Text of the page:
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A Bernese Mountain Dog Retriever Mix puppy will be no different.
Therefore, regular brushing will be necessary.
Two or three times a week should be enough usually, although if it is shedding season, you will need to brush daily to get rid of the dead hairs.
We also recommend you keep an eye on your dog’s nails, trimming them down if they begin to get too long.
Dental health is just as important too, with regular teeth brushing recommended.
Health Issues of the Bernese Mountain Dog Retriever Mix
Sadly, both parent breeds are at risk for various health issues that could possibly be passed down to Golden Retriever Bernese Mountain Dog puppies.
Therefore, it’s important to be aware of health issues present in both breeds within the cross.
Bernese Mountain Dog Health Issues
The Bernese Mountain Dog is predisposed to developing epilepsy, as stated by a study taking place in 2008.
Results seemed to show that there was a genetic basis for the disease, meaning it could potentially be passed down.
They are also at risk of von Willebrand’s disease, an inherited bleeding disorder where the blood does not clot correctly, causing serious bleeding from what may be just a minor wound.
Golden Retriever Health Issues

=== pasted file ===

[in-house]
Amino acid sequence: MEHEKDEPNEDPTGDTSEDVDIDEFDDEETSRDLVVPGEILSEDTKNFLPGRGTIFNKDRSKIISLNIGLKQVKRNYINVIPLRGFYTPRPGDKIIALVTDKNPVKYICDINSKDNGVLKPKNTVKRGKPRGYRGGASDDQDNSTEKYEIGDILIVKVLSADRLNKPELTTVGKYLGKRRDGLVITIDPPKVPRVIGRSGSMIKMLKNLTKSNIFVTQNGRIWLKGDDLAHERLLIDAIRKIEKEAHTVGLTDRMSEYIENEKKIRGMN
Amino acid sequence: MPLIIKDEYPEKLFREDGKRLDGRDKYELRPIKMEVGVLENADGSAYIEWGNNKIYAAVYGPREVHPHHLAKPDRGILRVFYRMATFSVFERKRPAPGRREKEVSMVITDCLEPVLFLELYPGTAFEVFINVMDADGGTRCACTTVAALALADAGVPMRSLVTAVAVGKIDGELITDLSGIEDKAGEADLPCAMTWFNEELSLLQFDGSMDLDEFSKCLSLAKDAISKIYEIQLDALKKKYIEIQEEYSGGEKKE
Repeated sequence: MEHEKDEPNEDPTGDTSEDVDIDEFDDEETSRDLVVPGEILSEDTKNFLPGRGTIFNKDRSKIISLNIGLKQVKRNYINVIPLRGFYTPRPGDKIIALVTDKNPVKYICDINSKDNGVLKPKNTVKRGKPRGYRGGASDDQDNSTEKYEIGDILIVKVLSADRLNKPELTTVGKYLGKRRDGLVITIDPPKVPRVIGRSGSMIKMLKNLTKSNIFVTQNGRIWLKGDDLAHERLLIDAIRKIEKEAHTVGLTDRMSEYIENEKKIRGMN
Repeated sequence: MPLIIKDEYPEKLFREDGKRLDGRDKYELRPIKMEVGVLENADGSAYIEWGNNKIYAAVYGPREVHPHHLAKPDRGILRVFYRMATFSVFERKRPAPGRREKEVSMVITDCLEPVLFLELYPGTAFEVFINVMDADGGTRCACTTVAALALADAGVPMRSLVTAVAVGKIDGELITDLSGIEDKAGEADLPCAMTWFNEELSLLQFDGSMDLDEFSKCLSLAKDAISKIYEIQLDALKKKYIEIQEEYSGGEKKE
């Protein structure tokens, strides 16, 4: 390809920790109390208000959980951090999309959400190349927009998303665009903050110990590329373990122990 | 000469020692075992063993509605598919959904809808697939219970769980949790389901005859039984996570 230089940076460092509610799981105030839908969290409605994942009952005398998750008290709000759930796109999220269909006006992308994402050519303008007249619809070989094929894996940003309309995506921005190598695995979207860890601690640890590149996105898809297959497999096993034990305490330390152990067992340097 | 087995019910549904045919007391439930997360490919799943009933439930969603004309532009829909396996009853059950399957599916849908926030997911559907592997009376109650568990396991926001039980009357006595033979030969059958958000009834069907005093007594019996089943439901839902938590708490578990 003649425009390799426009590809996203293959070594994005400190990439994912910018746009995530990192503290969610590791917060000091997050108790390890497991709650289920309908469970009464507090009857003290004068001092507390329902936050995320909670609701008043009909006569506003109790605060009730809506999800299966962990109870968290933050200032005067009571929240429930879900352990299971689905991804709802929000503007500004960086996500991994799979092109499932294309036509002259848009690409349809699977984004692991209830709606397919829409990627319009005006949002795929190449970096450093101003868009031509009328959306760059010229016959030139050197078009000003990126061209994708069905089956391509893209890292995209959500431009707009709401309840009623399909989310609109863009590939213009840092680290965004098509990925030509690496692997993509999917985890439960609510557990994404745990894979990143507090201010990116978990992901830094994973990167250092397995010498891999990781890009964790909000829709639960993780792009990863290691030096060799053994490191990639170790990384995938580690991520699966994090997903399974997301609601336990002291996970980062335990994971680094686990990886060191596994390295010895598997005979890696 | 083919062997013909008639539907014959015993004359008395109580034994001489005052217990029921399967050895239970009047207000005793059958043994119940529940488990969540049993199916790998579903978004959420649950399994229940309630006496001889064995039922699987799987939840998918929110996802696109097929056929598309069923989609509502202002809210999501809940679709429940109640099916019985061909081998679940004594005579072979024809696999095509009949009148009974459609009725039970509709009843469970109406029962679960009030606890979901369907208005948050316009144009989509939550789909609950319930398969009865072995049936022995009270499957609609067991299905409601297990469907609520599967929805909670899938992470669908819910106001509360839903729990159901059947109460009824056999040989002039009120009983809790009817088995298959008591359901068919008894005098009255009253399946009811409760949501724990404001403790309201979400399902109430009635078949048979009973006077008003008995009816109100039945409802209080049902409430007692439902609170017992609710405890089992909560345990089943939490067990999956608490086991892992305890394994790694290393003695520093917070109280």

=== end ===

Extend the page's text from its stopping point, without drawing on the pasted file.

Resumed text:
Skin disorders such as bacterial folliculitis, furunculosis, and atopy have been shown to be prevalent within Golden Retrievers according to a survey that took place in 1987.
It’s possible that a Bernese Mountain Dog Retriever mix puppy may also suffer from these conditions if they take after the retriever parent.
Health Issues Found in Both Breeds
A condition that is prevalent in both breeds is hip and elbow dysplasia.
This is where the joints of either the hip or elbow do not develop correctly as your puppy grows, leading to painful arthritis.
Unfortunately, both parent breeds are also predisposed to developing various forms of cancers.
A study that took place in 2013 found that within the study group, 45.7% of Bernese Mountain Dogs died from cancer-related causes.
As for Golden Retrievers, this number was 38.8%.
Because these conditions affect both breeds, a Bernese Mountain and Golden Retriever mix is sadly at a higher risk of developing cancer and dysplasia.